When building distributed applications messaging is a common pattern to use. Often we might take a hard dependency on a specific messaging technology, such as Azure Service Bus or RabbitMQ. This can make it difficult to change messaging technologies in the future. Good architecture is about making decisions that make things easy to change in future. This is where MassTransit comes in.

    MassTransit is a popular open-source .NET library that makes it easy to build distributed applications using messaging without tying you to one specific messaging technology.

    .NET Messaging Libraries

    There are several .NET messaging libraries that all abstract the underlying transport. These include:

    There are also the service bus specific libraries:

    Advantages of using MassTransit

    ✅ Open-source and free to use

    ✅ Enables swapping of messaging transports by providing a common abstraction layer

    ✅ Supports multiple messaging concepts:

    • Point-to-Point
    • Publish/Subscribe
    • Request/Response

    ✅ Supports multiple messaging transports:

    • In-Memory
    • RabbitMQ
    • Azure Service Bus
    • Amazon SQS
    • ActiveMQ
    • Kafka
    • gRPC
    • SQL/DB

    ✅ Supports complex messaging patterns such as Sagas


    Scenario 1 - Modular Monolith

    A Modular Monolith architecture requires all modules to be running in a single process. MassTransit can be used to facilitate in-memory communication between modules in the same process.

    This allows us to send events between modules and also request data from other modules.

    Scenario 2 - Azure Hosted Microservices

    When building microservices in Azure, it's common to use Azure Service Bus as the messaging transport. With minimal changes, MassTransit can be used to send messages to and from Azure Service Bus instead of using the In-Memory transport.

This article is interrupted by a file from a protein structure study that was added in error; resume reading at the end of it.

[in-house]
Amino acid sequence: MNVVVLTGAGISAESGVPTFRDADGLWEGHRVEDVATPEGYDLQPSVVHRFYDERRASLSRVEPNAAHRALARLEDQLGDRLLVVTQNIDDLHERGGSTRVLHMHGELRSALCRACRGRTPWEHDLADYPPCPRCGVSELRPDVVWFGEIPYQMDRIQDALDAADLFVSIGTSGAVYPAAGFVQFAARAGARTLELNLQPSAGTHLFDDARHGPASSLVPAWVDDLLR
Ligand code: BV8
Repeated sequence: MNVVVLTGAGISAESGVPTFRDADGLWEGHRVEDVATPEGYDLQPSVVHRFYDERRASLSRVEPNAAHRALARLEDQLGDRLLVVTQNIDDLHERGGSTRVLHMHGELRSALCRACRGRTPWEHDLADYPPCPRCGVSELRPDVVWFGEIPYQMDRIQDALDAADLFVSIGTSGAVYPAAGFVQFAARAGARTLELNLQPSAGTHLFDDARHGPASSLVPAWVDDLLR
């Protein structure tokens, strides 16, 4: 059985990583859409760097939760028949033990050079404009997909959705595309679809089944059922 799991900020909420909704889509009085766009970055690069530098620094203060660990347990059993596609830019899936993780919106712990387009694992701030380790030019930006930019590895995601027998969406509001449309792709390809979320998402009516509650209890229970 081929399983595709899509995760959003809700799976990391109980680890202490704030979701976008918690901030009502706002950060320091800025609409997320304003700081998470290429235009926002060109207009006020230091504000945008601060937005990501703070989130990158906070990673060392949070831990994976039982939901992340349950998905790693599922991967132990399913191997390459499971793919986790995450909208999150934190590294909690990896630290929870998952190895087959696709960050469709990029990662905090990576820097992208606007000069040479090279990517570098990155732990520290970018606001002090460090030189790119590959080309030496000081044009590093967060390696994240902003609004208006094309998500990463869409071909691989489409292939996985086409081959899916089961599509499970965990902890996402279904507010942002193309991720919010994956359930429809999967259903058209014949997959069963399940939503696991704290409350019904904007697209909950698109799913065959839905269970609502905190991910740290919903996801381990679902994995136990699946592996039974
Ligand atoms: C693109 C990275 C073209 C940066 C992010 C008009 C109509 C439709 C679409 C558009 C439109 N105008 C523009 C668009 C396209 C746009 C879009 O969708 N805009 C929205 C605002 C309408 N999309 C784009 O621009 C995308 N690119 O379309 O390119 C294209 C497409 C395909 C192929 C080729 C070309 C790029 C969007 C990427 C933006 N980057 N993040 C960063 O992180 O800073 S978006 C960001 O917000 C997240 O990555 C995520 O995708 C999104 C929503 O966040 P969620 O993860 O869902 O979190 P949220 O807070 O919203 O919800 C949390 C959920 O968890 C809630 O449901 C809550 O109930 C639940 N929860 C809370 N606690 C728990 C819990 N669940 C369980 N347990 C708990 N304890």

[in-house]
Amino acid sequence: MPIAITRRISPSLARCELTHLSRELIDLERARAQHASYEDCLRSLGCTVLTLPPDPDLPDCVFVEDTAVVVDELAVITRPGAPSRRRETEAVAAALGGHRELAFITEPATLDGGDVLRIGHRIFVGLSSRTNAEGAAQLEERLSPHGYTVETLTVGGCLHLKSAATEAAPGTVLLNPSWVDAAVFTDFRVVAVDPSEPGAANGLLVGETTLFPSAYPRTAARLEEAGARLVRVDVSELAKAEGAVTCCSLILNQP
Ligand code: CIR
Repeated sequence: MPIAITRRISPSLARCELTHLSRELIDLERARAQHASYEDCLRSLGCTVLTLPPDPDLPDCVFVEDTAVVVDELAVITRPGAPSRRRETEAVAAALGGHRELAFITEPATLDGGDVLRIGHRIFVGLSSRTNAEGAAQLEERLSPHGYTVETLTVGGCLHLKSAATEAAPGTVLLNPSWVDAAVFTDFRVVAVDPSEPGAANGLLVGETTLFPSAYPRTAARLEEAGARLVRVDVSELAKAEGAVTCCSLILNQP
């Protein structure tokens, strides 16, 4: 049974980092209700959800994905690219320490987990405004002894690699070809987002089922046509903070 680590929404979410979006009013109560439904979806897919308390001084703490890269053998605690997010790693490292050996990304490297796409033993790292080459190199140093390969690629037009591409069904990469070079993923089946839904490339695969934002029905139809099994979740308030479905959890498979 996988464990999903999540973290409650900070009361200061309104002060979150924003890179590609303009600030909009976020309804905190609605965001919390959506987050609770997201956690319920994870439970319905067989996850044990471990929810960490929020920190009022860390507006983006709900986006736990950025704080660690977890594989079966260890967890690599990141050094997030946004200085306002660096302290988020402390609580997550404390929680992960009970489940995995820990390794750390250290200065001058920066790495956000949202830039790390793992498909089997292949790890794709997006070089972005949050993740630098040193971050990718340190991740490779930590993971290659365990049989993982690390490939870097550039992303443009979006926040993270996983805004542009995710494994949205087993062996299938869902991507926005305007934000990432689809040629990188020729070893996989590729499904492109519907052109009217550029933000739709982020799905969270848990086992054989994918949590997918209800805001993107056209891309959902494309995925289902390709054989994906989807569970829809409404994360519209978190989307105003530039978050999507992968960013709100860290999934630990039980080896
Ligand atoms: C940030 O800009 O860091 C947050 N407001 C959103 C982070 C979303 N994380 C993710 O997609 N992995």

Scenario 3 - Locally Developing Microservices

    When developing microservices locally, it's common to use containers for each service. However, some of the cloud based messaging services (e.g. Azure Service Bus) are not able to be run in a container locally. In this scenario, we can easily switch from using the Azure Service Bus transport to Containerized RabbitMQ transport

    Demo Code

    If you're interested in seeing MassTransit in action, check out

  4. Do you know how to choose the best software architecture for your system?

    Choosing the right software architecture for your system is crucial for its success and maintainability. Making the wrong choice can lead to increased complexity, difficulty in scaling, and higher costs.

    Here are some of the popular architectures and factors to consider when deciding the best fit for your project:

    Clean Architecture

    Clean Architecture emphasizes separation of concerns, making your system easier to maintain and scale. This architecture is designed to keep the business logic independent of the frameworks and tools, which helps in achieving a decoupled and testable codebase.

    See more on Rules to Better Clean Architecture.

    You can find our CA template on GitHub

    Vertical Slice Architecture

    Vertical Slice Architecture structures your system around features rather than technical layers. Each feature is implemented end-to-end, including UI/API, business logic, and data access. This approach improves maintainability and reduces the risk of breaking changes.

    This modular approach to software development can introduce inexperienced teams to the idea of shipping features as functional units with no shared knowledge of the domain entities, infrastructure layer, or application layer within another subsystem, further preparing them for future develeopment environments that may use Modular Monolith or Microservices Architecture.

    You can find our VSA template on GitHub

    Modular Monolith

    A Modular Monolith organizes the system into modules that encapsulate specific functionalities. While it runs as a single application, it retains some benefits of microservices, such as independent module development and testing. It’s a good middle-ground between a monolith and microservices.